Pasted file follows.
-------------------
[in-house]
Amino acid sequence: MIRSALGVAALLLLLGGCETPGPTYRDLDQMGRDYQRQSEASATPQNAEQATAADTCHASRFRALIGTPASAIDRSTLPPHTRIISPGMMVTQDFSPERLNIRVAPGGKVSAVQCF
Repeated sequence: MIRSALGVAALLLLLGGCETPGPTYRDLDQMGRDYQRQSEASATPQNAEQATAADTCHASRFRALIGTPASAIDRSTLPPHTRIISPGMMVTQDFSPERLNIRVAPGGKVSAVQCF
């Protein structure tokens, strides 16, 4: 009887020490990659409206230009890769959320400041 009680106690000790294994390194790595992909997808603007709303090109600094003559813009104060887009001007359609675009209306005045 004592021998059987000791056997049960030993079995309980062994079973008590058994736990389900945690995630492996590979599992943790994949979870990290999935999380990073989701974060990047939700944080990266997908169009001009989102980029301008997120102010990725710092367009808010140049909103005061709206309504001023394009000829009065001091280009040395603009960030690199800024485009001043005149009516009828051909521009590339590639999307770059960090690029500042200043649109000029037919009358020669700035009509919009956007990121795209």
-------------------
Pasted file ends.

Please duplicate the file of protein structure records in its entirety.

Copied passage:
[in-house]
Amino acid sequence: MIRSALGVAALLLLLGGCETPGPTYRDLDQMGRDYQRQSEASATPQNAEQATAADTCHASRFRALIGTPASAIDRSTLPPHTRIISPGMMVTQDFSPERLNIRVAPGGKVSAVQCF
Repeated sequence: MIRSALGVAALLLLLGGCETPGPTYRDLDQMGRDYQRQSEASATPQNAEQATAADTCHASRFRALIGTPASAIDRSTLPPHTRIISPGMMVTQDFSPERLNIRVAPGGKVSAVQCF
């Protein structure tokens, strides 16, 4: 009887020490990659409206230009890769959320400041 009680106690000790294994390194790595992909997808603007709303090109600094003559813009104060887009001007359609675009209306005045 004592021998059987000791056997049960030993079995309980062994079973008590058994736990389900945690995630492996590979599992943790994949979870990290999935999380990073989701974060990047939700944080990266997908169009001009989102980029301008997120102010990725710092367009808010140049909103005061709206309504001023394009000829009065001091280009040395603009960030690199800024485009001043005149009516009828051909521009590339590639999307770059960090690029500042200043649109000029037919009358020669700035009509919009956007990121795209």